Princess Alice Home of Recovery of Children
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Now called the DP Marais Hospital, it is a specialised TB state hospital.
THIS Institution was built some three year ago as a result of the vigorous and painstaking efforts of the Women's Hospital Auxiliary with the object of providing a Home of Recovery for Children.
The foundation stone was laid by Her Royal Highness, Princess Alice, on the 3rd June, 1930, and the building was completed and ready for occupation on the 9th January, 1933.
On the 14th February, 1933, the Institution was officially opened by Her Royal Highness, and handed over by the Women's Hospital Auxiliary to the Cape Hospital Board.
The Princess Alice Home of Recovery was designed to provide suitable treatment for disabled ... [previously segregated] ... children, and to this end a building scheme had to be prepared in right relationship to modern medical methods applicable to orthopaedic and similar ailments.
It was important that the wards and stoeps attached thereto should be correctly orientated to catch sunlight when and how required for medical purposes. Due consideration had to be given to the manifestations of the troubles to be cured, and for obvious reasons a single in preference to a double-storey structure was adopted. An abundance of fresh air in every part of the Home was imperative.
The site being practically level, and an extensive area being available, a pavilion type of plan was evolved with provision for future extensions.
There is accommodation for the Matron and Medical Superintendent. A Treatment Room has been provided for the manipulation of cases involving the uses of plaster and other medical aids.
The general finish of the Home is simple, and the design of a character calculated to suit South African conditions.
The wards are enclosed for protection against the elements but are capable of being thrown open at any time and flooded with sunshine and fresh air. The stoeps are wide and provided with ramps for trolleys to run down to the garden pathways below.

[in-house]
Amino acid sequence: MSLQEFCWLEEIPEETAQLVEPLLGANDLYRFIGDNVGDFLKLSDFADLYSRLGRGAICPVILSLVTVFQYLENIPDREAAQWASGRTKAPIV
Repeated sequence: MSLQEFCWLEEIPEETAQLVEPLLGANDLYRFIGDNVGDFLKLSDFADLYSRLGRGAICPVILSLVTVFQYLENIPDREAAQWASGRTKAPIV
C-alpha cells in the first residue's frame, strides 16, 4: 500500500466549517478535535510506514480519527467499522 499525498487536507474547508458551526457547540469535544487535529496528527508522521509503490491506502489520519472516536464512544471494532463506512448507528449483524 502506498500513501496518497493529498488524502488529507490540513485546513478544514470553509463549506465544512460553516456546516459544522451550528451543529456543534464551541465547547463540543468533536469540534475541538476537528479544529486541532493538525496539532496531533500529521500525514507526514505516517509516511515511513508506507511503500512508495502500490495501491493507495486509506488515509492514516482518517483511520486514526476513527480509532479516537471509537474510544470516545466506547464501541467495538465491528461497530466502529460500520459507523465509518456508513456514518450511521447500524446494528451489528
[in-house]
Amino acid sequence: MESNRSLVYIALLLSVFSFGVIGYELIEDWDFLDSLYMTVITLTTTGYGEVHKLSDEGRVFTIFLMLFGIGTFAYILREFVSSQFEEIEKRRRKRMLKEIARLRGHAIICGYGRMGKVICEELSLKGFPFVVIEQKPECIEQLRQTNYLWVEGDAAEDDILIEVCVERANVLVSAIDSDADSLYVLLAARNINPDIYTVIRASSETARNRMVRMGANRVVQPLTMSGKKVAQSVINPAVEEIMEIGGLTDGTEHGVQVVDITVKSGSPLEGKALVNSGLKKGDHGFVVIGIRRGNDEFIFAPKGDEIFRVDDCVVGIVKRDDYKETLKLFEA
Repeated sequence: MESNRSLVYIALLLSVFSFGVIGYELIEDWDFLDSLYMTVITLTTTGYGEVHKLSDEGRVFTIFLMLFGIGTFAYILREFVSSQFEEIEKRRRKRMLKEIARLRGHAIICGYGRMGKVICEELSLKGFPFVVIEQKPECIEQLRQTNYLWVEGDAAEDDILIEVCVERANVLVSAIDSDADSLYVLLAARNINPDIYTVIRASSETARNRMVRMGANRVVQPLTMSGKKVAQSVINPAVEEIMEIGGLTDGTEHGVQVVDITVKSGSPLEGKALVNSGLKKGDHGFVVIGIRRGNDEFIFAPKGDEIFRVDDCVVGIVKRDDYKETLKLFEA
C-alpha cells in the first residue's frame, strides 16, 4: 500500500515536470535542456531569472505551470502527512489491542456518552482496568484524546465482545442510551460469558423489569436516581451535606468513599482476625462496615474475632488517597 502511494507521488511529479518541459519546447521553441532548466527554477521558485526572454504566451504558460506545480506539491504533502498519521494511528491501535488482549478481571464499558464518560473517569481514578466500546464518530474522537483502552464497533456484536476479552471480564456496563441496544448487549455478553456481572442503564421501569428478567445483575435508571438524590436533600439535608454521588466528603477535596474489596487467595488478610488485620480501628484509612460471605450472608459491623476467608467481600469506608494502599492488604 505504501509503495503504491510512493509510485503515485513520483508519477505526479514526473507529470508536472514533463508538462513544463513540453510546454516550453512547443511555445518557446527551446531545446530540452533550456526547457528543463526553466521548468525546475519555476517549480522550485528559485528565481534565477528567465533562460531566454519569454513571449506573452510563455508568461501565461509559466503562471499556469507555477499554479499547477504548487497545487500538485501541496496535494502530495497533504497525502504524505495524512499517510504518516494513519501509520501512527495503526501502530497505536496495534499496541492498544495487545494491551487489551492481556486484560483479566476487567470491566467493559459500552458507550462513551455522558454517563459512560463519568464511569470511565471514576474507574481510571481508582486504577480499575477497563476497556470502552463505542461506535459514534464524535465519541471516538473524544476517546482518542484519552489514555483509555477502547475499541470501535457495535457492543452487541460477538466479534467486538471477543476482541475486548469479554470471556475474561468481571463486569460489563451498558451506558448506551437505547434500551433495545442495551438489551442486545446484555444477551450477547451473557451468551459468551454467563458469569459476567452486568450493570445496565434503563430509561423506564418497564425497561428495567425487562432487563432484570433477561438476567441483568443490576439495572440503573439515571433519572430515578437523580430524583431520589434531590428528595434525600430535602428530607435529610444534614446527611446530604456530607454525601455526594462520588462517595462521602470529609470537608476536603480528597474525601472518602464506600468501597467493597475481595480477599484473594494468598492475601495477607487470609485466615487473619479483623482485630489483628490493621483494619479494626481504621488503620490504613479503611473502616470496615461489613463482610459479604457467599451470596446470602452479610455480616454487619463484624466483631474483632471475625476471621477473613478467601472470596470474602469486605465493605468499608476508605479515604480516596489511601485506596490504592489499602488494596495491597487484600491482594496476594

The bathrooms are fitted up on modern lines with slab baths and special conveniences for the bathing of disabled children.
The building is warmed and kept at a suitable temperature by means of panel and tubular heating, electrically controlled.
Combustion boilers coupled with electrical installations provide the necessary hot water.
The kitchen and appurtenant offices are planned in a central position convenient to the wards, Nurses' Home and administration block, and the whole scheme is arranged to facilitate ease of working and supervision.
The wards, administration block, nurses' home, and servants' quarters are designed so that the present accommodation may be increased without interfering with the working of the present establishment, while the kitchen has been made large enough to cope with the requirements of the Institution when fully extended. Since the erection of the building, the Cape Hospital Board has gone to considerable trouble in laying out the grounds in lawns and gardens, all tending to materially improve the general appearance of the Institution, and provide a pleasant outlook for the inmates.
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